Judge orders government to turn around deportation plane

Judge blocks asylum seekers from deportation

Judge orders government to turn around deportation plane

A federal judge stopped an in-progress deportation Thursday and threatened to hold Attorney General Jeff Sessions in contempt after learning a plane carrying a mother and daughter was airborne and headed to El Salvador - all while a hearing appealing their deportations was taking place, the Washington Post reported.

But the ACLU said they had learned during Thursday's emergency hearing that the mother and daughter had already been put on a flight back to El Salvador by United States authorities.

The woman, known in court papers as Carmen, is a plaintiff in a lawsuit filed this week by the American Civil Liberties Union.

The ACLU is asking the court to invalidate a decision by Sessions that says most victims of domestic abuse and gang violence can not qualify for asylum.

Carmen is a pseudonym for the woman who, along with her daughter, was seeking asylum because of domestic abuse in El Salvador.

Named in the ACLU's lawsuit are Sessions, Homeland Security Secretary Kirstjen Nielsen, U.S. Citizenship and Immigration Services Director Lee Cissna and Executive Office for Immigration Review Director James McHenry.

"The mere fact that a country may have problems effectively policing certain crimes - such as domestic violence or gang violence - or that certain populations are more likely to be victims of crime, can not itself establish an asylum claim", Sessions wrote at the time.

From there, they learned, she may already have been taken to the San Antonio airport and put on an 8:15 s.m. flight back to Central America.

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Sources say the government complied with the judges' order and Carmen and her daughter never got off the plane in El Salavador.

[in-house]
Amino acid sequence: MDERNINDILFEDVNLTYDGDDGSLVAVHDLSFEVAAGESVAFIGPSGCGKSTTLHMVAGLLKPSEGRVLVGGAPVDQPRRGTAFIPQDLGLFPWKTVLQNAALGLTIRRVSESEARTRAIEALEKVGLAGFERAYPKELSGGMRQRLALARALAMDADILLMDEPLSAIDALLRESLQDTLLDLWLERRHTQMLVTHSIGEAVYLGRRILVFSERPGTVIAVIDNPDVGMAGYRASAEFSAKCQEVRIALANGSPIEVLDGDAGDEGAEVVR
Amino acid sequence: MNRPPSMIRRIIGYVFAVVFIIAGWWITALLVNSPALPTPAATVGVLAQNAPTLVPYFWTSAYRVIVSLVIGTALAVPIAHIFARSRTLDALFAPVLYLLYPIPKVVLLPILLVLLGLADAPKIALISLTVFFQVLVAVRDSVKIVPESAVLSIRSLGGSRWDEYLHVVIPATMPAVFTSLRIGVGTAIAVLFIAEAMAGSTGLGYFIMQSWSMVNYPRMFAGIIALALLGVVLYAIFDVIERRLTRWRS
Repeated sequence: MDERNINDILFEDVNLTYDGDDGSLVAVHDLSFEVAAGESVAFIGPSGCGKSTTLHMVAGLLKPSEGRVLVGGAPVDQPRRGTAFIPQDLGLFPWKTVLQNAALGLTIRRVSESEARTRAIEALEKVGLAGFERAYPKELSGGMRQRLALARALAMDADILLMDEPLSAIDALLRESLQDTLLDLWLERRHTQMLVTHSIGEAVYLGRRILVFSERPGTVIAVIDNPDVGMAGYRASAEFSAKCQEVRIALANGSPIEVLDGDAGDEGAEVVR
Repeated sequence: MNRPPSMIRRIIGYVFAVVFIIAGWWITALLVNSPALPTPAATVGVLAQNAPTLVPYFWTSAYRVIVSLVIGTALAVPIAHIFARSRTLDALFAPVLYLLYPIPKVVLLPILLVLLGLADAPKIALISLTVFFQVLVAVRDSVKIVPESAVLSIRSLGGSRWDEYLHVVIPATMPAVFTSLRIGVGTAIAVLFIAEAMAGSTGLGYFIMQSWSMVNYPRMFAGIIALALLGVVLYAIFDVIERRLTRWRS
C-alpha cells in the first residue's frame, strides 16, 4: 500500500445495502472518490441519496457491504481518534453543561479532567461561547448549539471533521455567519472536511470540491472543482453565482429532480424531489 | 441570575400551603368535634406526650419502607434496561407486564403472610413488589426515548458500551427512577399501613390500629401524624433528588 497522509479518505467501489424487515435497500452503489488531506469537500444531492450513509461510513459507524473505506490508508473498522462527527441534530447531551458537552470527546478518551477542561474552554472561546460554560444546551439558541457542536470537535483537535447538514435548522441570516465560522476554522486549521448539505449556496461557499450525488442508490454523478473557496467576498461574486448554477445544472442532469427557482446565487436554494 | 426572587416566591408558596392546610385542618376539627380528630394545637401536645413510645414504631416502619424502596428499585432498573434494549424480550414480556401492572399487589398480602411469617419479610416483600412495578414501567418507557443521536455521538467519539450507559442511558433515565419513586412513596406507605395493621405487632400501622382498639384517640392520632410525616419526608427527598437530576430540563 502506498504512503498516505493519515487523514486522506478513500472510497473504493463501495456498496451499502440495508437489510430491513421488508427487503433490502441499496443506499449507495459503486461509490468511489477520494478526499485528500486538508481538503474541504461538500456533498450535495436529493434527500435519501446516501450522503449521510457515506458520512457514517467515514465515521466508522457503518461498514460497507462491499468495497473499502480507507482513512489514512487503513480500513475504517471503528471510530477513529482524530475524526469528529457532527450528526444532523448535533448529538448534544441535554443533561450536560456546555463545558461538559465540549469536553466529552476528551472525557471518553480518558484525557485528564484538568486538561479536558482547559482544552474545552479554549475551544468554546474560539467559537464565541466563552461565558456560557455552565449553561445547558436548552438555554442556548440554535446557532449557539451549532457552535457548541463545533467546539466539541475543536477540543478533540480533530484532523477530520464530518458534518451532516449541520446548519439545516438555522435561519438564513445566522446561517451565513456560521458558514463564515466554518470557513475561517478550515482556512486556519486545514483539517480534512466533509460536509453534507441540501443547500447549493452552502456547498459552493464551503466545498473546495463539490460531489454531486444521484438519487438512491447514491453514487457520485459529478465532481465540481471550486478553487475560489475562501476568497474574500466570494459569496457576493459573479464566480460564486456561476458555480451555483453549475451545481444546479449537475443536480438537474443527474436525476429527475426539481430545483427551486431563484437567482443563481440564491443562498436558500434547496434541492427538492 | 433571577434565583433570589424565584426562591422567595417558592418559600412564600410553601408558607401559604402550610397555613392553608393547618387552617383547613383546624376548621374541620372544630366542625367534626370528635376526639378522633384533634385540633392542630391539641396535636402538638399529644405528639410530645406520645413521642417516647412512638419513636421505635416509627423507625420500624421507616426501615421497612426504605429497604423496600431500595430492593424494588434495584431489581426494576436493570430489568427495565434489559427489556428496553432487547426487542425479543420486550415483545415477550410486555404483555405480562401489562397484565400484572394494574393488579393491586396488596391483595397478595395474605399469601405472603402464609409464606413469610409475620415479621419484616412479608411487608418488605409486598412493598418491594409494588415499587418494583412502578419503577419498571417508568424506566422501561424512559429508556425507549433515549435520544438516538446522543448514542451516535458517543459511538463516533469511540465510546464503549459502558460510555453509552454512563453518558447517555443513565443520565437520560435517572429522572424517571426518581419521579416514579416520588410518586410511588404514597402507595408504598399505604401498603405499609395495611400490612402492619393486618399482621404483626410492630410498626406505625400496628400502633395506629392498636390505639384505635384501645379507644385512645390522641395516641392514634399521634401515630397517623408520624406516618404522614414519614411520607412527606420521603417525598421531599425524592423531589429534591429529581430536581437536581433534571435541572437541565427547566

"Carmen and her daughter are right now somewhere in the air between Texas and El Salvador", ACLU lead attorney in the case Jennifer Chang Newell told NBC.

The mother and daughter were part of a case filed by the ACLU and the Centre for Gender and Refugee Studies on behalf of 12 mothers and children who said they had fled violence but were at risk of deportation.

But at the border, the government determined after interviewing her that she did not meet the "credible fear" threshold required to pursue an asylum claim in the USA, and an immigration judge upheld that decision.

Under the fast-track removal system, created in 1996 under President Bill Clinton, asylum seekers are interviewed by an asylum officer to determine whether they have a "credible fear" of returning home.

The ACLU represents 12 people in the suit, including three children, from El Salvador, Guatemala and Honduras, who had entered the USA and sought asylum, but were been denied in a preliminary interview used to establish a "credible fear" of returning home.

"The mere fact that a country may have problems effectively policing certain crimes - such as domestic violence or gang violence - or that certain populations are more likely to be victims of crime, can not itself establish an asylum claim", Sessions wrote at the time.

Sessions has led efforts by the Trump Administration to crack down on illegal immigration, including the adoption of a zero tolerance policy that briefly included separating immigrant parents from their children while they were in USA detention.

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